Originally found on Fox Sports:
National Football League
Jan. 17, 2024 5:29 p.m. ET
After parting ways with Bill Belichick last week, the New England Patriots made a move toward what’s familiar: head coach Jerod Mayo. Will their next set of moves be about sparking change?
“As you evaluate the players and the scheme, I think you have to evaluate the culture and evaluate how the pieces fit,” Mayo said during his introductory press conference on Wednesday.
Mayo added: “I’m not trying to be Bill.”
After Belichick’s departure, the Patriots didn’t spend time interviewing head coaching candidates. They pounced on Mayo to serve as the heir apparent to the greatest coach of all time. They had already agreed to a succession plan with Mayo last offseason, with a clause in his contract ensuring his promotion after Belichick’s departure, per multiple reports.
Owner Robert Kraft explained that hiring Mayo was a lot like hiring Belichick.
“I have the same feeling now,” Kraft said.
There’s no doubt that Mayo was the best internal candidate. And to me, there’s no doubt that he’ll do a great job bringing a new era to New England. He is the right blend of familiar (a former player who learned from Belichick in the locker room, front office and coaches meetings) and new (with a youthful approach and a sense of how to connect with today’s players). But there’s no denying that his NFL career — both as a player and coach — was forged in Belichick’s Patriot Way. And Belichick’s coaching tree hasn’t borne much fruit.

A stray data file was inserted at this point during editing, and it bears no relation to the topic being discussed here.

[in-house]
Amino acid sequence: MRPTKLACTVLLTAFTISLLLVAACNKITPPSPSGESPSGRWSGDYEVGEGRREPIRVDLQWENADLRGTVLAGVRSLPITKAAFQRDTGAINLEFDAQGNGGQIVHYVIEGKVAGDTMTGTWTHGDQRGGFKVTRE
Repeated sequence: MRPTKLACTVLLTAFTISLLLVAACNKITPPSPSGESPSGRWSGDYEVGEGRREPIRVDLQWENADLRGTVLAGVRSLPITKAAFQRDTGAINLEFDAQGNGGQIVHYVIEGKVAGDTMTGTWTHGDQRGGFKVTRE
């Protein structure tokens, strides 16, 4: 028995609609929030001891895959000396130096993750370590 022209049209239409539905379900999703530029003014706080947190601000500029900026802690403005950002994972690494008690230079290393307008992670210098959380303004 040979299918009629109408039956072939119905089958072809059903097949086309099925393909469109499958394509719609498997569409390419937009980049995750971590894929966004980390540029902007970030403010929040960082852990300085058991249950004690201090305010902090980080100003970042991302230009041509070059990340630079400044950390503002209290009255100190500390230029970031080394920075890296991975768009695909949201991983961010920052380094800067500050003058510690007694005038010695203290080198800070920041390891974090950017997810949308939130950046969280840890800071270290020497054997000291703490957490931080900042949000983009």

If Mayo’s era in New England is going to work, he’s going to need to make some crucial changes. He has already begun interviewing for special teams and defensive coordinator roles. But that might not even be where the team needs the most radical change. The Patriots need help on offense and in the front office.
Because let’s say Mayo retains Bill O’Brien as offensive coordinator — or even brings back Josh McDaniels. (Both options are in play, according to NFL Network’s Mike Garafolo.) And then the team elects not to hire a GM. Then the organization is basically running it back, just with Mayo instead of Belichick. And while things will change, they might not change all that much. After a 4-13 season, things need to change quite a bit. And given that Mayo is an unproven entity, why wouldn’t New England just stick with Belichick for another year if the franchise isn’t going to embrace change?